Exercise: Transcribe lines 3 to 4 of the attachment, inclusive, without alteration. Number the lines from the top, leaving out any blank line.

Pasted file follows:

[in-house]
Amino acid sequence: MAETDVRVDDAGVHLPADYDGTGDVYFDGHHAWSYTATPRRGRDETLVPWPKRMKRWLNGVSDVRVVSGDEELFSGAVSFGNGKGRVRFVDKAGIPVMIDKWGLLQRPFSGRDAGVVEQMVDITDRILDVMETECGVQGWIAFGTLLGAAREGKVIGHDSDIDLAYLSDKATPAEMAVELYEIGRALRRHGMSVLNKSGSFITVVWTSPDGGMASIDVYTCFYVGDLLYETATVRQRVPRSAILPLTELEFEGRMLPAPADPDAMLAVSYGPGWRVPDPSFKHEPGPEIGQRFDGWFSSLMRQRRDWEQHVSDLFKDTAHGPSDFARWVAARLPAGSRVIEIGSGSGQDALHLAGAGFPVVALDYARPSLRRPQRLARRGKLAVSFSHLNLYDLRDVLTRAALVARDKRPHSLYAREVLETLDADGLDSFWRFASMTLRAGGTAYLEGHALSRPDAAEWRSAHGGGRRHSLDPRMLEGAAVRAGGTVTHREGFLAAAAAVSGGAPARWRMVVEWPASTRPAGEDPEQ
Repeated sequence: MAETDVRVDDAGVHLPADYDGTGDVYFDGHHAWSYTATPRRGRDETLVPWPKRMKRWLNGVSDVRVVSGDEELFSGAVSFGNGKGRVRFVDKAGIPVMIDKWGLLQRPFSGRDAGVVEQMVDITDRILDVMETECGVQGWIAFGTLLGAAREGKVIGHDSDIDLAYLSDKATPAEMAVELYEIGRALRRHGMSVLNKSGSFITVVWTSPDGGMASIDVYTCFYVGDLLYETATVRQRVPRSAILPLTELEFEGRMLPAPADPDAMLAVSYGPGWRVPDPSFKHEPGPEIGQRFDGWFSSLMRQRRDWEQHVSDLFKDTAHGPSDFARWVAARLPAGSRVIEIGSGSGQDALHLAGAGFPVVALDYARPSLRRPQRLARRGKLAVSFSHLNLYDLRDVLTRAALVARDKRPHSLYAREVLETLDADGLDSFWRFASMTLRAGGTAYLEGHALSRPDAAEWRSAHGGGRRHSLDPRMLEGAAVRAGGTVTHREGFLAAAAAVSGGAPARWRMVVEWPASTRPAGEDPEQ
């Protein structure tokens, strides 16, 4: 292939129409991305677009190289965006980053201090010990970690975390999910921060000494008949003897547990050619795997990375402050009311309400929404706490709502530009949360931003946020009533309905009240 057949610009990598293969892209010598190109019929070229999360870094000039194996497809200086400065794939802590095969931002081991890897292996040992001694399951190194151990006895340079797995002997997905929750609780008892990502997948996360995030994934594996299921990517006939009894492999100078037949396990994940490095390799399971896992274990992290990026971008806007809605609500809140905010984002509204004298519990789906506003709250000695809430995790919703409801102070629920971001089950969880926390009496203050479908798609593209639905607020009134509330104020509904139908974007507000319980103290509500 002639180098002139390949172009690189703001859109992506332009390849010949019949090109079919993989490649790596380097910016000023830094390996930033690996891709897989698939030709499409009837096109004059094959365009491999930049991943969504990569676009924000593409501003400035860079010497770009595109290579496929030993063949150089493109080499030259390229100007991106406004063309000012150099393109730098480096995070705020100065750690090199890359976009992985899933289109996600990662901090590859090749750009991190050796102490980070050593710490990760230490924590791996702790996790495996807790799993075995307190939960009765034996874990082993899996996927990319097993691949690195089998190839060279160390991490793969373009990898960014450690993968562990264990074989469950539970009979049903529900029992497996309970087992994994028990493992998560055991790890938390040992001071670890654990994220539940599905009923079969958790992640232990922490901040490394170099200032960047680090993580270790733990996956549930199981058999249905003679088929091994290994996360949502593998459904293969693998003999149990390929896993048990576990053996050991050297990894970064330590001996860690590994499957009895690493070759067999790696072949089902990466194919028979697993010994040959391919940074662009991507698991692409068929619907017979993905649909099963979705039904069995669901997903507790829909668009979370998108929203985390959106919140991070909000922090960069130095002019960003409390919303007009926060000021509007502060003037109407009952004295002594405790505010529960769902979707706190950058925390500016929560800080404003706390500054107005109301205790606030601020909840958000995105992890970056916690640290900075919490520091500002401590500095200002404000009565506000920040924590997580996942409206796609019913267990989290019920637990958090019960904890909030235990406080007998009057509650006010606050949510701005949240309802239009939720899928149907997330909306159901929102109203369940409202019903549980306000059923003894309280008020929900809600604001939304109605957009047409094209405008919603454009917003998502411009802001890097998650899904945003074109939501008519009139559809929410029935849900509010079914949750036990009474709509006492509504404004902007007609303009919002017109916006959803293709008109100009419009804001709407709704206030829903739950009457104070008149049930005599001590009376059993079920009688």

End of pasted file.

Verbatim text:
Repeated sequence: MAETDVRVDDAGVHLPADYDGTGDVYFDGHHAWSYTATPRRGRDETLVPWPKRMKRWLNGVSDVRVVSGDEELFSGAVSFGNGKGRVRFVDKAGIPVMIDKWGLLQRPFSGRDAGVVEQMVDITDRILDVMETECGVQGWIAFGTLLGAAREGKVIGHDSDIDLAYLSDKATPAEMAVELYEIGRALRRHGMSVLNKSGSFITVVWTSPDGGMASIDVYTCFYVGDLLYETATVRQRVPRSAILPLTELEFEGRMLPAPADPDAMLAVSYGPGWRVPDPSFKHEPGPEIGQRFDGWFSSLMRQRRDWEQHVSDLFKDTAHGPSDFARWVAARLPAGSRVIEIGSGSGQDALHLAGAGFPVVALDYARPSLRRPQRLARRGKLAVSFSHLNLYDLRDVLTRAALVARDKRPHSLYAREVLETLDADGLDSFWRFASMTLRAGGTAYLEGHALSRPDAAEWRSAHGGGRRHSLDPRMLEGAAVRAGGTVTHREGFLAAAAAVSGGAPARWRMVVEWPASTRPAGEDPEQ
């Protein structure tokens, strides 16, 4: 292939129409991305677009190289965006980053201090010990970690975390999910921060000494008949003897547990050619795997990375402050009311309400929404706490709502530009949360931003946020009533309905009240 057949610009990598293969892209010598190109019929070229999360870094000039194996497809200086400065794939802590095969931002081991890897292996040992001694399951190194151990006895340079797995002997997905929750609780008892990502997948996360995030994934594996299921990517006939009894492999100078037949396990994940490095390799399971896992274990992290990026971008806007809605609500809140905010984002509204004298519990789906506003709250000695809430995790919703409801102070629920971001089950969880926390009496203050479908798609593209639905607020009134509330104020509904139908974007507000319980103290509500 002639180098002139390949172009690189703001859109992506332009390849010949019949090109079919993989490649790596380097910016000023830094390996930033690996891709897989698939030709499409009837096109004059094959365009491999930049991943969504990569676009924000593409501003400035860079010497770009595109290579496929030993063949150089493109080499030259390229100007991106406004063309000012150099393109730098480096995070705020100065750690090199890359976009992985899933289109996600990662901090590859090749750009991190050796102490980070050593710490990760230490924590791996702790996790495996807790799993075995307190939960009765034996874990082993899996996927990319097993691949690195089998190839060279160390991490793969373009990898960014450690993968562990264990074989469950539970009979049903529900029992497996309970087992994994028990493992998560055991790890938390040992001071670890654990994220539940599905009923079969958790992640232990922490901040490394170099200032960047680090993580270790733990996956549930199981058999249905003679088929091994290994996360949502593998459904293969693998003999149990390929896993048990576990053996050991050297990894970064330590001996860690590994499957009895690493070759067999790696072949089902990466194919028979697993010994040959391919940074662009991507698991692409068929619907017979993905649909099963979705039904069995669901997903507790829909668009979370998108929203985390959106919140991070909000922090960069130095002019960003409390919303007009926060000021509007502060003037109407009952004295002594405790505010529960769902979707706190950058925390500016929560800080404003706390500054107005109301205790606030601020909840958000995105992890970056916690640290900075919490520091500002401590500095200002404000009565506000920040924590997580996942409206796609019913267990989290019920637990958090019960904890909030235990406080007998009057509650006010606050949510701005949240309802239009939720899928149907997330909306159901929102109203369940409202019903549980306000059923003894309280008020929900809600604001939304109605957009047409094209405008919603454009917003998502411009802001890097998650899904945003074109939501008519009139559809929410029935849900509010079914949750036990009474709509006492509504404004902007007609303009919002017109916006959803293709008109100009419009804001709407709704206030829903739950009457104070008149049930005599001590009376059993079920009688």